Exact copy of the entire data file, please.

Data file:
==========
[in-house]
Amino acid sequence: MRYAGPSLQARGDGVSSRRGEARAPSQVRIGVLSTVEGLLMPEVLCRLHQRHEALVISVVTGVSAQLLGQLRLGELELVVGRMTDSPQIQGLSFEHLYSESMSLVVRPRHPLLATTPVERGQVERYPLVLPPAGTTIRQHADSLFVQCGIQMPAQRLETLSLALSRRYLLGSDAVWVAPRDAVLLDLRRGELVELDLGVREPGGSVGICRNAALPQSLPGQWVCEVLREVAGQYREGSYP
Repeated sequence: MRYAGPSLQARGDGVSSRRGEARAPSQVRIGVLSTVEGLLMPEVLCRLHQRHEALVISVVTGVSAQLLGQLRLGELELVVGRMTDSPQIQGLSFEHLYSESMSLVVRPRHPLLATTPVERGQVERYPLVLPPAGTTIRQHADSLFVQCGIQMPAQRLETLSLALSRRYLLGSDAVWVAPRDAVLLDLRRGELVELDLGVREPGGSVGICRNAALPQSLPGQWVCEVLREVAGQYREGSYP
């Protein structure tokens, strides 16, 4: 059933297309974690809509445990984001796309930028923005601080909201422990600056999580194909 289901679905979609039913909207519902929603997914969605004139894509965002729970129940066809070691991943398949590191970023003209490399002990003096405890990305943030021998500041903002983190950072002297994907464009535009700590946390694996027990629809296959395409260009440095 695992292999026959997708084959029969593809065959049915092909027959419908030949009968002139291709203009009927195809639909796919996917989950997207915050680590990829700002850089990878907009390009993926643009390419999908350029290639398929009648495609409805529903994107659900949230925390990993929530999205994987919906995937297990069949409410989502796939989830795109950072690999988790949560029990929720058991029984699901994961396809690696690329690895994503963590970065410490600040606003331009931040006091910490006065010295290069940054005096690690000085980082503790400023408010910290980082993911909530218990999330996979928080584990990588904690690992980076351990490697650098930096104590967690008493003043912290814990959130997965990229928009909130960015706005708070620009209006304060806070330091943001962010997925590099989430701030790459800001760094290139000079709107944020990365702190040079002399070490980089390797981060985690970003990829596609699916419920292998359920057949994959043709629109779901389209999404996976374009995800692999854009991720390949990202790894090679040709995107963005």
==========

[in-house]
Amino acid sequence: MRYAGPSLQARGDGVSSRRGEARAPSQVRIGVLSTVEGLLMPEVLCRLHQRHEALVISVVTGVSAQLLGQLRLGELELVVGRMTDSPQIQGLSFEHLYSESMSLVVRPRHPLLATTPVERGQVERYPLVLPPAGTTIRQHADSLFVQCGIQMPAQRLETLSLALSRRYLLGSDAVWVAPRDAVLLDLRRGELVELDLGVREPGGSVGICRNAALPQSLPGQWVCEVLREVAGQYREGSYP
Repeated sequence: MRYAGPSLQARGDGVSSRRGEARAPSQVRIGVLSTVEGLLMPEVLCRLHQRHEALVISVVTGVSAQLLGQLRLGELELVVGRMTDSPQIQGLSFEHLYSESMSLVVRPRHPLLATTPVERGQVERYPLVLPPAGTTIRQHADSLFVQCGIQMPAQRLETLSLALSRRYLLGSDAVWVAPRDAVLLDLRRGELVELDLGVREPGGSVGICRNAALPQSLPGQWVCEVLREVAGQYREGSYP
């Protein structure tokens, strides 16, 4: 059933297309974690809509445990984001796309930028923005601080909201422990600056999580194909 289901679905979609039913909207519902929603997914969605004139894509965002729970129940066809070691991943398949590191970023003209490399002990003096405890990305943030021998500041903002983190950072002297994907464009535009700590946390694996027990629809296959395409260009440095 695992292999026959997708084959029969593809065959049915092909027959419908030949009968002139291709203009009927195809639909796919996917989950997207915050680590990829700002850089990878907009390009993926643009390419999908350029290639398929009648495609409805529903994107659900949230925390990993929530999205994987919906995937297990069949409410989502796939989830795109950072690999988790949560029990929720058991029984699901994961396809690696690329690895994503963590970065410490600040606003331009931040006091910490006065010295290069940054005096690690000085980082503790400023408010910290980082993911909530218990999330996979928080584990990588904690690992980076351990490697650098930096104590967690008493003043912290814990959130997965990229928009909130960015706005708070620009209006304060806070330091943001962010997925590099989430701030790459800001760094290139000079709107944020990365702190040079002399070490980089390797981060985690970003990829596609699916419920292998359920057949994959043709629109779901389209999404996976374009995800692999854009991720390949990202790894090679040709995107963005």